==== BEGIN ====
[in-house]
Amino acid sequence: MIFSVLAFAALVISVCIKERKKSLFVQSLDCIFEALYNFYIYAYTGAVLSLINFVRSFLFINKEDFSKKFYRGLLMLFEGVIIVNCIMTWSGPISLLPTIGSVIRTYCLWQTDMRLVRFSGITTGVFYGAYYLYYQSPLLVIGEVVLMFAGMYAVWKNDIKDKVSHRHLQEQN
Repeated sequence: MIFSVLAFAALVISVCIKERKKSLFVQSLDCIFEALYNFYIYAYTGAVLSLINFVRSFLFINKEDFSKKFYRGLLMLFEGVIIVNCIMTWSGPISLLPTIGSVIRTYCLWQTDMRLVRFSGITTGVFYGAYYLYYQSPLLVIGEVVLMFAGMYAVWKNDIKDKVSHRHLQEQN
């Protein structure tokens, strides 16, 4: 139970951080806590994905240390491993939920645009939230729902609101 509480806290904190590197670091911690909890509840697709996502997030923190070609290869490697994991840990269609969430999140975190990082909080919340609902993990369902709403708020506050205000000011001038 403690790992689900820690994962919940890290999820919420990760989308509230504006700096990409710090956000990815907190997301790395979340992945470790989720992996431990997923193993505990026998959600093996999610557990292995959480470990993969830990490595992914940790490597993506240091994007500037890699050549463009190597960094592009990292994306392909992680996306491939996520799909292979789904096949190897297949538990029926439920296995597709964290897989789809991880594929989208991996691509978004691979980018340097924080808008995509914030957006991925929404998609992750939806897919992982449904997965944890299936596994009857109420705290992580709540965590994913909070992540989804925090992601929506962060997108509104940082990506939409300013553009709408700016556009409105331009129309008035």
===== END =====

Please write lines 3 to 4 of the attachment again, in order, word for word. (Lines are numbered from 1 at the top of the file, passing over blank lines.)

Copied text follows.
Repeated sequence: MIFSVLAFAALVISVCIKERKKSLFVQSLDCIFEALYNFYIYAYTGAVLSLINFVRSFLFINKEDFSKKFYRGLLMLFEGVIIVNCIMTWSGPISLLPTIGSVIRTYCLWQTDMRLVRFSGITTGVFYGAYYLYYQSPLLVIGEVVLMFAGMYAVWKNDIKDKVSHRHLQEQN
């Protein structure tokens, strides 16, 4: 139970951080806590994905240390491993939920645009939230729902609101 509480806290904190590197670091911690909890509840697709996502997030923190070609290869490697994991840990269609969430999140975190990082909080919340609902993990369902709403708020506050205000000011001038 403690790992689900820690994962919940890290999820919420990760989308509230504006700096990409710090956000990815907190997301790395979340992945470790989720992996431990997923193993505990026998959600093996999610557990292995959480470990993969830990490595992914940790490597993506240091994007500037890699050549463009190597960094592009990292994306392909992680996306491939996520799909292979789904096949190897297949538990029926439920296995597709964290897989789809991880594929989208991996691509978004691979980018340097924080808008995509914030957006991925929404998609992750939806897919992982449904997965944890299936596994009857109420705290992580709540965590994913909070992540989804925090992601929506962060997108509104940082990506939409300013553009709408700016556009409105331009129309008035």